Dawn mission discovers hydrogen on giant asteroid Vesta (w/ Video)

Sep 20, 2012
This artist's concept shows NASA's Dawn spacecraft orbiting the giant asteroid Vesta. The depiction of Vesta is based on images obtained by Dawn's framing cameras. Image credit: NASA/JPL-Caltech

(Phys.org)—The first measurements of the elemental composition of the surface of the giant asteroid Vesta indicate that hydrogen was brought to the body by impactors, research by a team led by Planetary Science Institute Senior Scientist Thomas H. Prettyman has shown.

Using data collected by the NASA Dawn mission's spacecraft's gamma ray and instrument—GRaND—as it circled the giant asteroid, researchers also confirmed the of the surface of Vesta matches meteorites found on Earth believed to have originated from Vesta.

The hydrogen content of Vesta's regolith, or materials, is consistent with delivery of hydrogen-bearing, carbonaceous chondrite materials to Vesta, Prettyman and co-authors report in a paper titled "Elemental Mapping by Dawn Reveals Exogenic H in Vesta's Regolith" that appears in Science.

This perspective view of Marcia crater on the giant asteroid Vesta shows the most spectacularly preserved example of "pitted terrain," an unexpected discovery in data returned by NASA's Dawn mission. Image credit: NASA/JPL-Caltech/UCLA/MPS/DLR/IDA/JHUAPL

The highest concentrations of hydrogen were found in equatorial regions, where water ice is not stable. The lowest amounts were found within the giant, south-polar Rheasilvia . The amounts of hydrogen and its association globally with broad, low albedo—low reflective—regions on Vesta indicate the infall of carbonaceous chondrites bearing hydrated minerals as the likely origin. A companion paper by Brett Denevi of Johns Hopkins University Applied Physics Laboratory shows pitted regions within young craters that formed due to impacts into volatile-rich material.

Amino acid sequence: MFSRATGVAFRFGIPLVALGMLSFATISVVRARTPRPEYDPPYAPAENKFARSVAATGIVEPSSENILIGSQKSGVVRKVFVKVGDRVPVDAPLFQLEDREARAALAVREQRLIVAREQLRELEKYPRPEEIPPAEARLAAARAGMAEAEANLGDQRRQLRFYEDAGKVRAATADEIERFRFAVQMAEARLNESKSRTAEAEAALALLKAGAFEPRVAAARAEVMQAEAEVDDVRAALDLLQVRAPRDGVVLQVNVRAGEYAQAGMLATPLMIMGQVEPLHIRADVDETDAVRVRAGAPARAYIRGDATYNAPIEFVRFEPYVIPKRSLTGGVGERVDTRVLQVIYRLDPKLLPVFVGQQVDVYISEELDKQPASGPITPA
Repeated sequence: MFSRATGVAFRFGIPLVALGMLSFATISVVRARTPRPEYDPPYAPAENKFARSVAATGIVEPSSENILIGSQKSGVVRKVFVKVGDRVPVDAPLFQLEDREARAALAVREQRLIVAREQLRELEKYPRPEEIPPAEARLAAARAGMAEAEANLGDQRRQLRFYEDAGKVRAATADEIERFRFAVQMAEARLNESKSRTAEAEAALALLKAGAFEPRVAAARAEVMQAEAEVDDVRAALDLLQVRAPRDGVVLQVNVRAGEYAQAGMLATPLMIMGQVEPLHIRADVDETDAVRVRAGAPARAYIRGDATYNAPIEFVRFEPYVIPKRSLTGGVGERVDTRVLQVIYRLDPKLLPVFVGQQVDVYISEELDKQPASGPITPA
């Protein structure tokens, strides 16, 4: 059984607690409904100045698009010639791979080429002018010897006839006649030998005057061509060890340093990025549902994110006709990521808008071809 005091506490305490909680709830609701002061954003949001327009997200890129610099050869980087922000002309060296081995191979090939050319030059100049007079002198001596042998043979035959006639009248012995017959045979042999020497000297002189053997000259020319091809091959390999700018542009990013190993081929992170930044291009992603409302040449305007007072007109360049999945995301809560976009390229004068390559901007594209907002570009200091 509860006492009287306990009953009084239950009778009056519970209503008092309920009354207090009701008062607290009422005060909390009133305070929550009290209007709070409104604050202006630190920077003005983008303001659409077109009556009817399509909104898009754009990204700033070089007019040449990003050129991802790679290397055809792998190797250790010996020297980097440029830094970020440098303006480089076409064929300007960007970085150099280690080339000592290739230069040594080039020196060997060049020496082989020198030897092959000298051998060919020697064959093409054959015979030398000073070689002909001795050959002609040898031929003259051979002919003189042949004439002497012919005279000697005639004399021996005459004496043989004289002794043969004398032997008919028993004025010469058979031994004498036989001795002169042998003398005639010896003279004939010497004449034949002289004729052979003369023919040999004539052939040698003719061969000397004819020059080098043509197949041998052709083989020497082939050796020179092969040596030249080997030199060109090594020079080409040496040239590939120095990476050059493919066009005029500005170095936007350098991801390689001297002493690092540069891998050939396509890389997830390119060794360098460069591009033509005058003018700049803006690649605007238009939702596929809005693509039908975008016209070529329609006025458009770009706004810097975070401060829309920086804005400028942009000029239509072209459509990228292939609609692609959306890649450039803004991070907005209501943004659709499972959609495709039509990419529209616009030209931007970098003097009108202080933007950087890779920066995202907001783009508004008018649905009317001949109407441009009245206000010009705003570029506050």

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The animation from NASA's Dawn mission shows abundances of hydrogen in a wide swath around the equator of the giant asteroid Vesta. Credit: NASA

"Where did the hydrogen from Vesta's surface come from? We ruled out the wind of charged hydrogen particles streaming off the Sun as a source, as well as water ice within the top few feet of Vesta's surface," Prettyman said. "The hydrated minerals appear to be delivered by carbon-rich that collided with Vesta at speeds slow enough to preserve their volatile content."

This map from NASA's Dawn mission shows the global distribution of hydrogen on the surface of the giant asteroid Vesta. Credit: NASA/JPL-Caltech/UCLA/PSI/MPS/DLR/IDA

GRaND's first elemental measurements of Vesta's surface showed the composition matches howardite, eucrite and diogenite (HED) meteorites believed to have been blasted off of Vesta, Prettyman said.

"The Vesta-HED connection was established long ago by comparing the spectrum of reflected light for the HED meteorites with telescopic measurements of Vesta," he said. "GRaND confirms this by showing that the abundances of iron and silicon are consistent with HEDs.

Dawn orbited within 210 kilometers of Vesta, allowing GRaND a unique opportunity to analyze the asteroid. "From a broader perspective, we are reporting the first direct measurements of Vesta's elemental composition, which can only be accomplished by getting very close to Vesta," Prettyman said. "It is unlikely these measurements will be repeated any time soon."

This perspective view of Cornelia crater on the giant asteroid Vesta shows an example of "pitted terrain," an unexpected discovery in data returned by NASA's Dawn mission. Image credit: NASA/JPL-Caltech/UCLA/MPS/DLR/IDA/JHUAPL

Dawn left Vesta's orbit Sept. 4 and is making its way to a rendezvous with the dwarf planet Ceres in early 2015.